Now there is something of a dichotomy in the literature as to how to represent the reflected flow waves.  I'll take the approach that pressure and flow of both the antegrade and retrograde waves are related through the same characteristic impedance, \(\large Z_0\), which happens to be a quantity that does not vary with location in a uniform conduit (physical properties don't depend on \(\large z\):

\(\Large P_a = Z_0 Q_a\)

\(\Large P_r = Z_0 Q_r\)

However unlike the pressure, the measured flow is the difference of the antegrade and retrograde waves:

\(\Large Q_m = Q_a - Q_r = Q_a(1-\Gamma)\)

Consider now the junction between an upstream conduit with characteristic impedance, \(\large Z_0\), and a downstream system with input impedance, \(\large Z_T\) (a "termination" impedance).  To be sure, \(\large Z_T\) is simply the input impedance for whatever lies downstream of the junction. The termination impedance can be any simple (e.g. clamp, open to air) or complicated (entire circulation) system so long as it is linear and can be described as an input impedance.  By definition, \(\large Z_T\) prescribes the ratio of the pressure and flow sinusoids at the junction:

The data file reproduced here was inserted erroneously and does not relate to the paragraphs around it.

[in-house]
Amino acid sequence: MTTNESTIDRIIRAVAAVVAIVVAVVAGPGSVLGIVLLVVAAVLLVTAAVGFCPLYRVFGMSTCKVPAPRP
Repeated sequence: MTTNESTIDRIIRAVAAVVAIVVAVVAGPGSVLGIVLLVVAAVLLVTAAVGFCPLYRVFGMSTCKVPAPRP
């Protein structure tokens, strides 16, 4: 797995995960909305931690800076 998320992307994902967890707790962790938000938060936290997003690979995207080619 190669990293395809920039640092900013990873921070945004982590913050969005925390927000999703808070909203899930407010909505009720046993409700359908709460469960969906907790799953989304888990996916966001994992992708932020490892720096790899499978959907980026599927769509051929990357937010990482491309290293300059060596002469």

\(\Large Z_T = \frac{P_m}{Q_m} \)

Again we're working in the frequency (Fourier) domain; \(\large P_m\) (measured or actual pressure), \(\large Q_m\) (measured or actual flow), and \(\large Z_T\) are all complex with both modulus and phase.  \(\large P_m\) and \(\large Q_m\) must be the same at the distal end of the conduit, even though the characteristic impedance prescribes a different \(\large P/Q\) relationship than \(\large Z_T\) does (in general).  For \(\large P_m\) and \(\large Q_m\)  to match across the junction, we end up having reflected waves in the upstream conduit.  In terms of the upstream system:

\(\Large P_m = P_a + P_r = Z_0 (Q_a + Q_r) = Z_0 \; Q_a(1+\Gamma)\)

\(\Large Z_T = \frac{P_m}{Q_m} = \frac{Z_0 Q_a (1+\Gamma)}{Q_a(1-\Gamma)} = \frac{Z_0 (1+\Gamma)}{1-\Gamma} \)

This last equation is readily rearranged to solve for the reflection coefficient in terms of \(\large Z_0\) and \(\large Z_T\):

\(\Large \Gamma = \frac{Z_T - Z_0}{Z_T + Z_0} \)

In English, the equation indicates that the meeting of 2 unequal impedances ( \(Z_0\) and \(Z_T\) ) dictates a nonzero reflection coefficient; there must be a reflected  for there to be pressure and flow continuity across the junction. This is the reflection coefficient at the junction of the conduit and the downstream system.   Note however that this can be defined at any location; the location could still be somewhere in the middle of a uniform conduit.